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How to easily ignore useEffect HTTP calls with ReactJS

Yazeed Bzadough

React Hooks

Now that React Hooks have been released, tons of patterns are emerging across the Internet.

useEffect

The useEffect hook is among the most popular, as it can replace componentDidMount, componentDidUpdate, and componentWillUnmount.

Most of the initialization, updates, and cleanup logic that a component may need can be put inside of useEffect.

An Ugly User Experience

On a recent project, I encountered a scenario where useEffect acted on HTTP requests that I was no longer interested in.

Conceptually, the UI was like this:

widget
  • On first load, fetch the list of fruits and render a <button> for each one.

  • Click a <button> to fetch that fruit’s details.

But clicking multiple fruits in a row reveals a weird behavior. Run the sample application and try it out.

<!DOCTYPE html>
<html lang="en">

<head>
	<meta charset="utf-8">
	<meta name="viewport" content="width=device-width, initial-scale=1, shrink-to-fit=no">
	<meta name="theme-color" content="#000000">
	<!--
      manifest.json provides metadata used when your web app is added to the
      homescreen on Android. See https://developers.google.com/web/fundamentals/engage-and-retain/web-app-manifest/
    -->
	<link rel="manifest" href="%PUBLIC_URL%/manifest.json">
	<link rel="shortcut icon" href="%PUBLIC_URL%/favicon.ico">
	<!--
      Notice the use of %PUBLIC_URL% in the tags above.
      It will be replaced with the URL of the `public` folder during the build.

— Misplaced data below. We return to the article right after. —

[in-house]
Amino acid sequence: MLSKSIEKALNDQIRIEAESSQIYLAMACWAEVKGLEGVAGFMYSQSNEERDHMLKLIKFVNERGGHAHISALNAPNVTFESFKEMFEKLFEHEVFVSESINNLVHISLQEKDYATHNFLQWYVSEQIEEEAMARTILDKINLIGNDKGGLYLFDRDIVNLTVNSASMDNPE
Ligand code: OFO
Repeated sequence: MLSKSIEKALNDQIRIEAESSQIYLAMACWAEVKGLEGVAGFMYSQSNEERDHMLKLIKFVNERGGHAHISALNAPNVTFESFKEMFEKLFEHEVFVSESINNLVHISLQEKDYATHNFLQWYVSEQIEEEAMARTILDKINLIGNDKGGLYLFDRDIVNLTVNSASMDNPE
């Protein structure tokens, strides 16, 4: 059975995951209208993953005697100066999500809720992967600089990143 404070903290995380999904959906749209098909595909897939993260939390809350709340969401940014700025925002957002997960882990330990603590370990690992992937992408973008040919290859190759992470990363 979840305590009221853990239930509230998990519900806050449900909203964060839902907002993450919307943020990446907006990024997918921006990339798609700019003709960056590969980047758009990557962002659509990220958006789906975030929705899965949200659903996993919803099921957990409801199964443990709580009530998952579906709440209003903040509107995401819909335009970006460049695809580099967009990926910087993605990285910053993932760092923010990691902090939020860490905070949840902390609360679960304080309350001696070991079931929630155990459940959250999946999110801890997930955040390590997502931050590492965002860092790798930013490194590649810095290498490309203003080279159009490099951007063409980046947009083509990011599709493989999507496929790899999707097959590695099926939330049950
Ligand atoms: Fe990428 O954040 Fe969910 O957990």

Only files inside the `public` folder can be referenced from the HTML.

      Unlike "/favicon.ico" or "favicon.ico", "%PUBLIC_URL%/favicon.ico" will
      work correctly both with client-side routing and a non-root public URL.
      Learn how to configure a non-root public URL by running `npm run build`.
    -->
	<title>React App</title>
</head>

<body>
	<noscript>
		You need to enable JavaScript to run this app.
	</noscript>
	<div id="root"></div>
	<!--
      This HTML file is a template.
      If you open it directly in the browser, you will see an empty page.

      You can add webfonts, meta tags, or analytics to this file.
      The build step will place the bundled scripts into the <body> tag.

      To begin the development, run `npm start` or `yarn start`.
      To create a production bundle, use `npm run build` or `yarn build`.
    -->
</body>

</html>

Did you catch it? Here’s a GIF of the bug.

widget

Way after I stopped clicking, the fruit detail section kept changing!

The Code

Let’s see my custom hook that leverages useEffect.

Here’s the Codesandbox and GitHub links for reference.

The file is useFruitDetail.js.

import { useEffect, useState } from 'react';
import { getFruit } from './api';

export const useFruitDetail = (fruitName) => {
  const [fruitDetail, setFruitDetail] = useState(null);
  useEffect(
    () => {
      if (!fruitName) {
        return;
      }
      getFruit(fruitName).then(setFruitDetail);
    },
    [fruitName]
  );
  return fruitDetail;
};

Whenever fruitName changes, we’ll request its details, but we have no way of canceling a request! So, quickly re-running this results in many state changes that we’re no longer interested in.

If you render this to the UI, you get a messy user experience where the detail section keeps flickering until the final request is resolved.

Enter RxJS

Ignoring old requests is trivial with RxJS.

It can do so much more than what I’ll demo here, so I highly recommend that you dive into it!